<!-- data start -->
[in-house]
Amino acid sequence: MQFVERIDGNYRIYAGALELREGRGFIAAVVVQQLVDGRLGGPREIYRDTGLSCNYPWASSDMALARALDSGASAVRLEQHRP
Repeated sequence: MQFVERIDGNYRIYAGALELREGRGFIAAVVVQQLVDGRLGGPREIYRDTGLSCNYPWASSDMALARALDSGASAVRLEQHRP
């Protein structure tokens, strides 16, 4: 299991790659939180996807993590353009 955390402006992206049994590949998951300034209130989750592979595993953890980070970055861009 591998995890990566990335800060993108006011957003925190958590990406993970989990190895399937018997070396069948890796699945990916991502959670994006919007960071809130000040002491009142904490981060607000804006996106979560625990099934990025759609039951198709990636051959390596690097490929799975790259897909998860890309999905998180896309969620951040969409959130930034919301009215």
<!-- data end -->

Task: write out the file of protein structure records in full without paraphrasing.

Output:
[in-house]
Amino acid sequence: MQFVERIDGNYRIYAGALELREGRGFIAAVVVQQLVDGRLGGPREIYRDTGLSCNYPWASSDMALARALDSGASAVRLEQHRP
Repeated sequence: MQFVERIDGNYRIYAGALELREGRGFIAAVVVQQLVDGRLGGPREIYRDTGLSCNYPWASSDMALARALDSGASAVRLEQHRP
């Protein structure tokens, strides 16, 4: 299991790659939180996807993590353009 955390402006992206049994590949998951300034209130989750592979595993953890980070970055861009 591998995890990566990335800060993108006011957003925190958590990406993970989990190895399937018997070396069948890796699945990916991502959670994006919007960071809130000040002491009142904490981060607000804006996106979560625990099934990025759609039951198709990636051959390596690097490929799975790259897909998860890309999905998180896309969620951040969409959130930034919301009215």